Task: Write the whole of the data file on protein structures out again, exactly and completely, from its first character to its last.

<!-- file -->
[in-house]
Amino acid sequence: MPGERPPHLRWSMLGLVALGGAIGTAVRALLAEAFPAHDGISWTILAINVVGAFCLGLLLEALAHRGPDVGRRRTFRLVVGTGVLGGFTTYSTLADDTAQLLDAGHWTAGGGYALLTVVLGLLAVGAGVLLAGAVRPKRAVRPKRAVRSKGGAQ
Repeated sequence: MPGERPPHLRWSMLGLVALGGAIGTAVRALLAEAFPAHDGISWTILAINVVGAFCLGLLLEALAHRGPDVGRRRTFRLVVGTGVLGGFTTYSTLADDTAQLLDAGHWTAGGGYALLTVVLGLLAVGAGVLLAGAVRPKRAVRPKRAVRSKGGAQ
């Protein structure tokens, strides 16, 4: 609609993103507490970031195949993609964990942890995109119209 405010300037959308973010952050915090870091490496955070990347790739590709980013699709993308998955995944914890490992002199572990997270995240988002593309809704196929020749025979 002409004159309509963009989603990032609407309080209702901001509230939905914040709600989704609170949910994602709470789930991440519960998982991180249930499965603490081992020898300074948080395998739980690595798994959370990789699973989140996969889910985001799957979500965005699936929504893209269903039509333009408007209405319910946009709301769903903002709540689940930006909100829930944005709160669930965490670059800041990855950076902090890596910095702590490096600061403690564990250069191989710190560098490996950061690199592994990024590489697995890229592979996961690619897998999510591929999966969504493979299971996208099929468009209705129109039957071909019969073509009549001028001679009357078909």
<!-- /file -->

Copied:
[in-house]
Amino acid sequence: MPGERPPHLRWSMLGLVALGGAIGTAVRALLAEAFPAHDGISWTILAINVVGAFCLGLLLEALAHRGPDVGRRRTFRLVVGTGVLGGFTTYSTLADDTAQLLDAGHWTAGGGYALLTVVLGLLAVGAGVLLAGAVRPKRAVRPKRAVRSKGGAQ
Repeated sequence: MPGERPPHLRWSMLGLVALGGAIGTAVRALLAEAFPAHDGISWTILAINVVGAFCLGLLLEALAHRGPDVGRRRTFRLVVGTGVLGGFTTYSTLADDTAQLLDAGHWTAGGGYALLTVVLGLLAVGAGVLLAGAVRPKRAVRPKRAVRSKGGAQ
């Protein structure tokens, strides 16, 4: 609609993103507490970031195949993609964990942890995109119209 405010300037959308973010952050915090870091490496955070990347790739590709980013699709993308998955995944914890490992002199572990997270995240988002593309809704196929020749025979 002409004159309509963009989603990032609407309080209702901001509230939905914040709600989704609170949910994602709470789930991440519960998982991180249930499965603490081992020898300074948080395998739980690595798994959370990789699973989140996969889910985001799957979500965005699936929504893209269903039509333009408007209405319910946009709301769903903002709540689940930006909100829930944005709160669930965490670059800041990855950076902090890596910095702590490096600061403690564990250069191989710190560098490996950061690199592994990024590489697995890229592979996961690619897998999510591929999966969504493979299971996208099929468009209705129109039957071909019969073509009549001028001679009357078909």